I just want to briefly mention one part of the above code, where I’m preparing body data to send.

// Arduino sprintf does not support floats or doubles.
sprintf(body, "milliseconds=%lu&speed=", timestamp);
// Use the dtostrf to append the speed.
dtostrf(speed, 2, 3, &body[strlen(body)]);
view raw app.ino hosted with ❤ by GitHub

The Arduino libraries do not support the %f specifier (for a float) in the sprintf method, so I can’t just add the speed as an argument there. Instead, you have to use the dtostrf method to insert a double into the string, specifying the number of decimal points you want.

Also, if you specify %d (int) instead of %lu (unsigned long) for the timestamp, the sprintf method treats the value as a signed int and you get very strange numbers being sent through for the timestamp.

Once that was uploaded, I started getting requests through!

Performance

We now have HTTP requests from the Arduino to our ASP.NET Core app. But I’m not thrilled with the amount of time it takes to execute a single request.

If we take a look at the WireShark trace (I love WireShark), you can see that each request from start to finish is taking in the order of 100ms!

This is loads, and I can’t have my Arduino sitting there for that long.

ASP.NET Core Performance

You can see in the above trace that the web app handling the request is taking 20ms to return the response, which is a lot. I know that ASP.NET Core can do better than that.

Turns out this problem was actually due to the fact I had console logging switched on. Due to the synchronisation that takes place when writing to the console, it can add a lot of time to requests to print all that information-level data.

Once I turned the logging down from Information to Warning in my appsettings.json file, it got way better.

That’s better!

That actually gives us sub-millisecond response times from the server, which is awesome.

TCP Handshake Overhead

Annoyingly, each request is still taking up to 100ms from start of connection to the end. How come?

If you look at those WireShark traces, we spend a lot of time in the TCP handshaking process. Opening a TCP connection does generally come with lots of network overhead, and that call to client.connect(SERVER, SERVERPORT) in my code blocks until the TCP connection is open; I don’t want to sit there waiting for that every time I want to send a sample.

The simple solution to this is to make the connection stay open between samples, so we can just repeatedly sent data on the same connection, only needing to do the handshake once.

Let’s rework our previous sendData code on the Arduino to keep the connection open:

void sendData(unsigned long timestamp, double speed)
{
char body[64];
int success = 1;
// If we're not connected, open the connection.
if(!client.connected())
{
success = client.connect(SERVER, SERVERPORT);
}
if(success)
{
// Empty the buffer
// (I still don't really care about the response)
while(client.read() != -1);
memset(body, 0, 64);
sprintf(body, "milliseconds=%lu&speed=", timestamp);
dtostrf(speed, 2, 3, &body[strlen(body)]);
int bodyLength = strlen(body);
client.println("POST /data/providereading HTTP/1.1");
client.print("Host: ");
client.print(SERVER);
client.print(":");
client.println(SERVERPORT);
// This tells the server we want to leave the
// connection open.
client.println("Connection: keep-alive");
client.print("Content-Length: ");
client.println(bodyLength);
client.println("Content-Type: application/x-www-form-urlencoded");
client.println();
client.print(body);
}
}
view raw app.ino hosted with ❤ by GitHub

In this version, we ask the server to leave the connection open after the request, and only open the connection if it is closed. I’m also not blocking waiting for a response.

This gives us way better behaviour, and we’re now down to about 40ms total:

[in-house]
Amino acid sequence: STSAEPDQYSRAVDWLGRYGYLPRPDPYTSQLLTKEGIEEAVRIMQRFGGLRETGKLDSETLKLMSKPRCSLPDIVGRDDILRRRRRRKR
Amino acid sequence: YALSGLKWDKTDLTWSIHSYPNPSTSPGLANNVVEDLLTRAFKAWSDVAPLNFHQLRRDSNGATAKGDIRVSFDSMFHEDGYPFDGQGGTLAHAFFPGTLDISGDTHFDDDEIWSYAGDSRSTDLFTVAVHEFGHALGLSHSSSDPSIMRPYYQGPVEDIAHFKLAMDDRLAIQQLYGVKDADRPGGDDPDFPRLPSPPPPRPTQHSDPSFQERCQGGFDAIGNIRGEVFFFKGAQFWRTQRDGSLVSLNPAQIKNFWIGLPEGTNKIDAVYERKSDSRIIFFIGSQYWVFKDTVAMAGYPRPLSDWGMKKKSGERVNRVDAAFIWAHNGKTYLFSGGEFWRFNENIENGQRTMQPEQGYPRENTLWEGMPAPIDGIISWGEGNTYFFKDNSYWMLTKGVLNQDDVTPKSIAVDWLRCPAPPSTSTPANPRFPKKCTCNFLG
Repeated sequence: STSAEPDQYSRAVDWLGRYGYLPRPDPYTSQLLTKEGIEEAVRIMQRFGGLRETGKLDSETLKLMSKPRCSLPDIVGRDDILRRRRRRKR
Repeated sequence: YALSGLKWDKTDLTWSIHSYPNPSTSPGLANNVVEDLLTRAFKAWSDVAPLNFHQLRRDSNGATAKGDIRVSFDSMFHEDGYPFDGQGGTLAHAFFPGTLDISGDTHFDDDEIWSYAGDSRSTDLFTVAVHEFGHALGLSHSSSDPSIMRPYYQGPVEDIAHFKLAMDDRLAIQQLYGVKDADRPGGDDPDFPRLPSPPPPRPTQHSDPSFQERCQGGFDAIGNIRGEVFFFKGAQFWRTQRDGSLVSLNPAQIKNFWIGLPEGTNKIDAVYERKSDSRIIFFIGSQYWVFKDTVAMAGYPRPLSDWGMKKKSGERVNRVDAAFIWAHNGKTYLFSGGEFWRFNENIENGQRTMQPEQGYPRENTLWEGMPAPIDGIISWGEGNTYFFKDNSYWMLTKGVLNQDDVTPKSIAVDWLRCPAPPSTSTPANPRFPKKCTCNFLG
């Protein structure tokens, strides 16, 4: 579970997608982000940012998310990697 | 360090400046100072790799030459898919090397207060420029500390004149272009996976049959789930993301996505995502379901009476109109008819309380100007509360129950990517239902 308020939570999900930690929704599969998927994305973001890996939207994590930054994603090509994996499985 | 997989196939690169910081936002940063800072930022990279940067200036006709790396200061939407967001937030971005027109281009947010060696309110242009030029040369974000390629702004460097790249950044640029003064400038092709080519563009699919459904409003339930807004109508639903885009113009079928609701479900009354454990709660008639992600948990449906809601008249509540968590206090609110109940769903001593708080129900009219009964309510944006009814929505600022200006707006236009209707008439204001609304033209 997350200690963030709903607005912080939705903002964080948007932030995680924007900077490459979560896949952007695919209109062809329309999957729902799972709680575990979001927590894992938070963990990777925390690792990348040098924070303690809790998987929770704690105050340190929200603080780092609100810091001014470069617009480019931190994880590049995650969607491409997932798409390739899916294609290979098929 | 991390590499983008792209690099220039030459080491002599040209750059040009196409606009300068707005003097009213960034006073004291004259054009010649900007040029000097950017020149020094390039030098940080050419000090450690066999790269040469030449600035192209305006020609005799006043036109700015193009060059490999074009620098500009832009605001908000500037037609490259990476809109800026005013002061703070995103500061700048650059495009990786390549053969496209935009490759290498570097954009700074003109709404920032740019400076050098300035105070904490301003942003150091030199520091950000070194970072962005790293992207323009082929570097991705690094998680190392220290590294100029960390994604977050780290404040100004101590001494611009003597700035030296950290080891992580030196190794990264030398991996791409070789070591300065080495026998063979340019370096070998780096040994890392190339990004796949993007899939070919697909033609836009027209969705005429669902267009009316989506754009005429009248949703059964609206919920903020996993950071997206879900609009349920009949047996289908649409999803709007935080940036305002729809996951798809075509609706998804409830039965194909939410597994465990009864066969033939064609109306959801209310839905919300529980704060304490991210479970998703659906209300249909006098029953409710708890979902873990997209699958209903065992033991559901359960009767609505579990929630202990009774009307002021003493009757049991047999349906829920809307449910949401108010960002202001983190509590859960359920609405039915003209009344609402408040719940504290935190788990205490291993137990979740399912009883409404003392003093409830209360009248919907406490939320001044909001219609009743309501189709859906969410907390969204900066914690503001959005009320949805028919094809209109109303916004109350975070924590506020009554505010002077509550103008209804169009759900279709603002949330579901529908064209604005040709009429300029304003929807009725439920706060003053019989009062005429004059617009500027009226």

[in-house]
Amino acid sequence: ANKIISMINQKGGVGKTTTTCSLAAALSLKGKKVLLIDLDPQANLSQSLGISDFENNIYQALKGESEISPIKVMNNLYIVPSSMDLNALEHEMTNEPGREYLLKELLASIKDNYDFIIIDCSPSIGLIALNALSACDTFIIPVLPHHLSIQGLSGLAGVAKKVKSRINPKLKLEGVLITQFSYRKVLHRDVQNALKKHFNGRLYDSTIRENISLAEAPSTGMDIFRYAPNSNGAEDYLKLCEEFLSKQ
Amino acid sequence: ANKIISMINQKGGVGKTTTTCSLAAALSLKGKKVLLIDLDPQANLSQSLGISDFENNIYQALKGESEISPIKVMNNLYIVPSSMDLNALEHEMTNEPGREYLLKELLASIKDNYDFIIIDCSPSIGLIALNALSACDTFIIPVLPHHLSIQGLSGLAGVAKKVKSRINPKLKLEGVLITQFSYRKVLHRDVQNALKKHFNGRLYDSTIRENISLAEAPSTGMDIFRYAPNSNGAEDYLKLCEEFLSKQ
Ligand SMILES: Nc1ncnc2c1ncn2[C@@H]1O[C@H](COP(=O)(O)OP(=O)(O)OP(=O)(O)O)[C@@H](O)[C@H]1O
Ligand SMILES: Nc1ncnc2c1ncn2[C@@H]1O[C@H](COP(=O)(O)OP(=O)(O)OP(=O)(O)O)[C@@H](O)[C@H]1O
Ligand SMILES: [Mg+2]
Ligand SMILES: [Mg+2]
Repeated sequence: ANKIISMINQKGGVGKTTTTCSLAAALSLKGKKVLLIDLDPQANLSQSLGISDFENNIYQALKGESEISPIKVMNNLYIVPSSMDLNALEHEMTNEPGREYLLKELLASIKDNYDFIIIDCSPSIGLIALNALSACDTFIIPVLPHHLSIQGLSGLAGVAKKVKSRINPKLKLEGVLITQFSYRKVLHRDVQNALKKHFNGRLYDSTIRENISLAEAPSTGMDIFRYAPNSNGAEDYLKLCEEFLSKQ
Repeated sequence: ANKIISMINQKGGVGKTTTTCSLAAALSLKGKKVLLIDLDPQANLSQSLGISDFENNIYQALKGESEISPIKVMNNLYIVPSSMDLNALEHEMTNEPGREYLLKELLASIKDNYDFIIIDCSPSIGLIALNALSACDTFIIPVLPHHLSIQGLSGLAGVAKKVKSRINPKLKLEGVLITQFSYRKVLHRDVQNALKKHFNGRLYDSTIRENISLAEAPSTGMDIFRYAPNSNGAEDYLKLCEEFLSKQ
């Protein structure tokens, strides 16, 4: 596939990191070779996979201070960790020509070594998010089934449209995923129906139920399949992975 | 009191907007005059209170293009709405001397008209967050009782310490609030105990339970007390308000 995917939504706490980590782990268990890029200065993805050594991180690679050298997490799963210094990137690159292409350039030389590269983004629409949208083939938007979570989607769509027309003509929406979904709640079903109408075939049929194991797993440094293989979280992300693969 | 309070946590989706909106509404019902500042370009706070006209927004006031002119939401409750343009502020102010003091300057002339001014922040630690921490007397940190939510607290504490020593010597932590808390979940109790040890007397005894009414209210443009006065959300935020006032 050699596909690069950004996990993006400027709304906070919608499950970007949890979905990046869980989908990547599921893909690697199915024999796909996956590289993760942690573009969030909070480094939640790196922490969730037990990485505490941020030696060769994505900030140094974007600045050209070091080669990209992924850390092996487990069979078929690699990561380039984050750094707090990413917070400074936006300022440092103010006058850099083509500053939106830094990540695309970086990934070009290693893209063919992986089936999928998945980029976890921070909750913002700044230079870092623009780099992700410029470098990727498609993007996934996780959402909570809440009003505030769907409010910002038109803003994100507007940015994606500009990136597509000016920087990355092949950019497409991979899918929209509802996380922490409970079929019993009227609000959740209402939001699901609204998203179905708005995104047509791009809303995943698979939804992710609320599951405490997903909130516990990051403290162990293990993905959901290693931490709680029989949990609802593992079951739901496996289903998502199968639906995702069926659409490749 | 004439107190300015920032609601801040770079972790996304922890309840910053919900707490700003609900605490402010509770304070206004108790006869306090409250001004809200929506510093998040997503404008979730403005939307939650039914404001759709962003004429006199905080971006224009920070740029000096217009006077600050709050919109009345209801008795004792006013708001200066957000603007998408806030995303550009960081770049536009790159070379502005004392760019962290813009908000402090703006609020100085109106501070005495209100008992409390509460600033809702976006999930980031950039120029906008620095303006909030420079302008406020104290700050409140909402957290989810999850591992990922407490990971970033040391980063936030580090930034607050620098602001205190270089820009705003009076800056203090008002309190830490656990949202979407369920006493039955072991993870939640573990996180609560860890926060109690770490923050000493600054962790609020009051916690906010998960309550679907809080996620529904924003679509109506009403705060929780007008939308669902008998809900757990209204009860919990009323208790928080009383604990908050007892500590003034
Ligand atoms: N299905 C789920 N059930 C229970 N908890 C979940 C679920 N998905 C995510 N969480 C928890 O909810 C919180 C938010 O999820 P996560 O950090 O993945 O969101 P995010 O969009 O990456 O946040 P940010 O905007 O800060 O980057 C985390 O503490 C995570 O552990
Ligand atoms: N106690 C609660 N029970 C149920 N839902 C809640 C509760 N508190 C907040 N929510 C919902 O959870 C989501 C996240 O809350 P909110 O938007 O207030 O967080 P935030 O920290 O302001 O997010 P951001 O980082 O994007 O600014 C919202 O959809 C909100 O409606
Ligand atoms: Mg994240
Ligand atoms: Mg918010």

There’s one more thing that I don’t love about this though…

TCP Packet Fragmentation

So, what’s left to look at?

TCP segments

I’ve got a packet preceding each of my POST requests, that seems to hold things up by around 40ms. What’s going on here? Let’s look at the content of that packet:

Wireshark data view

What I can tell from this is that rather than wait for my HTTP request data, the Arduino is not buffering for long enough, and is just sending what it has after the first println call containing POST /data/providereading HTTP/1.1. This packet fragmentation slows everything up because the Arduino has to wait for an ACK from the server before it continues.

I just wanted to point out that it looks like the software in the Arduino libraries isn’t responsible for the fragmentation; it looks all the TCP behaviour is handled by the hardware WiFi module, that’s what is splitting my packets.

To stop this packet fragmentation, let’s adjust the sending code to prepare the entire request and send it all at once:

void sendData(unsigned long timestamp, double speed)
{
int success = 1;
char request[256];
char body[64];
if(!client.connected())
{
success = client.connect(server, 5000);
}
if(success)
{
// Empty the buffer
// (I still don't really care about the response)
while(client.read() != -1);
// Clear the request data
memset(request, 0, 256);
// Clear the body data
memset(body, 0, 64);
sprintf(body, "milliseconds=%lu&speed=", timestamp);
dtostrf(speed, 2, 3, &body[strlen(body)]);
char* currentPos = request;
// I'm using sprintf for the fixed length strings here
// to make it easier to read.
currentPos += sprintf(currentPos, "POST /data/providereading HTTP/1.1\r\n");
currentPos += sprintf(currentPos, "Host: %s:%d\r\n", server, 5000);
currentPos += sprintf(currentPos, "Connection: keep-alive\r\n");
currentPos += sprintf(currentPos, "Content-Length: %d\r\n", strlen(body));
currentPos += sprintf(currentPos, "Content-Type: application/x-www-form-urlencoded\r\n");
currentPos += sprintf(currentPos, "\r\n");
strcpy(currentPos, body);
// Send the entire request
client.print(request);
// Force the wifi module to send the packet now
// rather than buffering any more data.
client.flush();
}
}
view raw app.ino hosted with ❤ by GitHub

Once uploaded, let’s look at the new WireShark trace:

No TCP Fragmentation

There we go! Sub-millisecond responses from the server, and precisely hitting my desired 50ms window between each sample send.

There’s still ACKs going on obviously, but they aren’t blocking packet issuing, which is the important thing.

Summary

It’s always good to look at the WireShark trace for your requests to see if you’re getting the performance you want, and don’t dismiss the overhead of opening a new TCP connection each time!

Next Steps

Next up in the ‘Modding my Rowing Machine’ series, I’ll be taking this speed data and generating a real-time graph in my browser, that updates continuously! Stay tuned…